What is the mission of these newspapers?

                                                                                                                                                                     Atta Gould               When examining the implications of the differing newspapers, it’s important to understand the objective of the papers. In the 1830s, American newspapers utilized layouts that completely deviate from the layouts we have today. Virginia newspapers, as a whole, focused heavily on politics. The mid to late 1800s was a time of great politic turmoil. Tensions had been brewing between the North and South since the moment the United States gained independence from Britain in 1776. But battles between the two fragments reached a peak during the election of Abraham Lincoln, eventually leading to the Civil War. Common school teachings create the false notion that the war was fought on a battle of ethics. However, while abolitionists certainly existed in both placements of the country, the majority of the country was invested in the degradation of black bodies in some form. This isn’t to state that northern states were as heavily invested in slavery as the South, but more so to acknowledge the lack of alignment with African Americans in the face of slavery. The Civil War was much more dependent on a struggle for federal control and the fight for supposed property rights.[1]The increased construction of roads, canals, and railroads in the early 1800s created a bridge between the North and South. Prior the economies could exist relatively separately, but when transportation and the means of trade widened, so did economic ventures.

A slew of economic, religious, ethical, and social worked to build tensions. These tensions prompted questions surrounding the necessity for slavery, and as the later home of the confederacy, this was prominent in Virginia. One-third of Virginia’s wealth was rooted in slavery. (5). And the pressure to maintain the system of slavery exudes through white newspapers in the state. At the moment, Virginia newspapers were now engulfed in political discussion. This can be seen in the Daily Dispatch, a Richmond-based newspaper that ran from 1850 to 1884.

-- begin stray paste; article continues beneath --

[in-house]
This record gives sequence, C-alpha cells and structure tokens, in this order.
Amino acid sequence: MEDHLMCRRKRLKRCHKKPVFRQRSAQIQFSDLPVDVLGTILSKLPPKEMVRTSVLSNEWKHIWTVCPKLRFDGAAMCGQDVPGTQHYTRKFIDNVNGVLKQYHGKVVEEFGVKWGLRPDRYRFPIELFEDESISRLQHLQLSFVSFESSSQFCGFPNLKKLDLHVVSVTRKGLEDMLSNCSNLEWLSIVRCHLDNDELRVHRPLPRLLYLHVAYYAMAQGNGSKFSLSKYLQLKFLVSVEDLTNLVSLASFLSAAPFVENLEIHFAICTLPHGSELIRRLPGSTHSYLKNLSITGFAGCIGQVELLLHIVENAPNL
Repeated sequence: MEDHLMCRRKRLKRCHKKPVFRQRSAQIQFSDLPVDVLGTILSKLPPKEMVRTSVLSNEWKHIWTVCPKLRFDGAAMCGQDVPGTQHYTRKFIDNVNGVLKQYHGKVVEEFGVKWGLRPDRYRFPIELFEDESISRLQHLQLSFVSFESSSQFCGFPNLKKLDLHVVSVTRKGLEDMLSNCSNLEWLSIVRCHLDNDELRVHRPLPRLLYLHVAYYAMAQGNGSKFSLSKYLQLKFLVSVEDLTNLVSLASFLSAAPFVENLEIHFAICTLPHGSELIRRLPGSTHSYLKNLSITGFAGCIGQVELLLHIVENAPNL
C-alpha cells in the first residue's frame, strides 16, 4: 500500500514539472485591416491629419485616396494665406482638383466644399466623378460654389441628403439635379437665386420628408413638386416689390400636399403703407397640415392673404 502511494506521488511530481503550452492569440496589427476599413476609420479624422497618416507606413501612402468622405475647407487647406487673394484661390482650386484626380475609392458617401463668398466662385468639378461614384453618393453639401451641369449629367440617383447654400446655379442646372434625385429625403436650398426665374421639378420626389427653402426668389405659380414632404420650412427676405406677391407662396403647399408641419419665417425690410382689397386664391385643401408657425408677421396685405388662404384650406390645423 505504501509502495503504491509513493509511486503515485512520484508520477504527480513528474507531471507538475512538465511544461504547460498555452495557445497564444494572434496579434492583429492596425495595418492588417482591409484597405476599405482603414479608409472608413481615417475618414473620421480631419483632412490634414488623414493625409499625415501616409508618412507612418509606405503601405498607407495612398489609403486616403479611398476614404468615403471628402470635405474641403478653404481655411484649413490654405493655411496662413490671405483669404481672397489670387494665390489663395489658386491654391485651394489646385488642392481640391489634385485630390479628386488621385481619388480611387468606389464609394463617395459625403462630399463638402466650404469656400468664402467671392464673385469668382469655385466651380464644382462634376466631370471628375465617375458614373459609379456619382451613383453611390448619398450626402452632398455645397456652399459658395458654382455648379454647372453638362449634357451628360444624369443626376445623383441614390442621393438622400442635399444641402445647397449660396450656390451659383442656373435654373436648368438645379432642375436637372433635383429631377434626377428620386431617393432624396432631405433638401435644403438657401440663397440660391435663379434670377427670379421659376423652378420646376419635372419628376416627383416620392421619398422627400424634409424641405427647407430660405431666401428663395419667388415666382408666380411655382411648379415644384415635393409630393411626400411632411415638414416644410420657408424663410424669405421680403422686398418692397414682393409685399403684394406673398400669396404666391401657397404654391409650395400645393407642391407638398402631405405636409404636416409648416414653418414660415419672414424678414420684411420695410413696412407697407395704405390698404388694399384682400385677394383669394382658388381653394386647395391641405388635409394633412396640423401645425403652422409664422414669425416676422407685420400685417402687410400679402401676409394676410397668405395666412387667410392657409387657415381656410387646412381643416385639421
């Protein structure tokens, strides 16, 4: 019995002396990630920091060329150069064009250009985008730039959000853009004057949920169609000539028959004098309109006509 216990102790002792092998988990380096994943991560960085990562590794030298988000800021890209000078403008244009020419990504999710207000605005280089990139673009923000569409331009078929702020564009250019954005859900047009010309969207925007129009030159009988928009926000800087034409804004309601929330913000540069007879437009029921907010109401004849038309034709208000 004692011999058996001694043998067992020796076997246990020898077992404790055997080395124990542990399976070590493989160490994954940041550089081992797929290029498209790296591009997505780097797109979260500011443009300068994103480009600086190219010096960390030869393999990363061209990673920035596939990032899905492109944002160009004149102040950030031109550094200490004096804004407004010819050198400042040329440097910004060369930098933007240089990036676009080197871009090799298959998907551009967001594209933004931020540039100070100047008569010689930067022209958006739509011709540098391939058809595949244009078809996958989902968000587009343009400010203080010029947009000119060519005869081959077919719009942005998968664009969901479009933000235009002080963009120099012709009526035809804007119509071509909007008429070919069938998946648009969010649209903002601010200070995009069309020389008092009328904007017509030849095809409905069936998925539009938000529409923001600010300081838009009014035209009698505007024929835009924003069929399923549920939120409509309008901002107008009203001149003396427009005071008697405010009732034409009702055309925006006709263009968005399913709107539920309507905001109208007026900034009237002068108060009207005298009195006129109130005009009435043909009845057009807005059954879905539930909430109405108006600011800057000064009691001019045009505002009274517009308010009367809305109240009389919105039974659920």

The newspaper is broken into four pages and six columns per page. In 1856 only two columns mentioned current politics. But instead, these newspapers focused on local affairs such as advertisements for local businesses, local amusement, a “Wanted” or job post section, multiple special notices sections, and an education section. The page also held an auction collum. By 1860 their published newspaper of the same date, October 31st, contained four columns that divulged into political news alone. Simultaneously, newspapers such as the Richmond Whig were focused heavily on pushing a political agenda. An openly pro-slavery newspaper, their December 1st, 1860 publishing held no issue upholding the argument that the existence of slavery was the right of property owners. It also debated the need for secession from the union due to its election of an anti-slavery president. Therefore, when the editor of the Richmond Whig stood opposed to the oncoming secession from the union, the result was his forced resignation.[2] Because even months before the secession, mainstream newspapers across the state were at the very least in acceptance of the secession. Newspapers took on a new purpose. They would act as a battlefield for anti-union and pro-slavery rhetoric. But the support of a system that birthed and raised the brutalization of African Americans was far from the only task of violence on the agenda.

[1] Stewart, James Brewer. “Abolitionist Politics and the Coming of the Civil War.” Project MUSE. Accessed May 10, 2023. https://muse.jhu.edu/book/4402.

[2] Coming of the civil war - JSTOR. Accessed May 10, 2023. https://www.jstor.org/stable/pdf/2587364.pdf.

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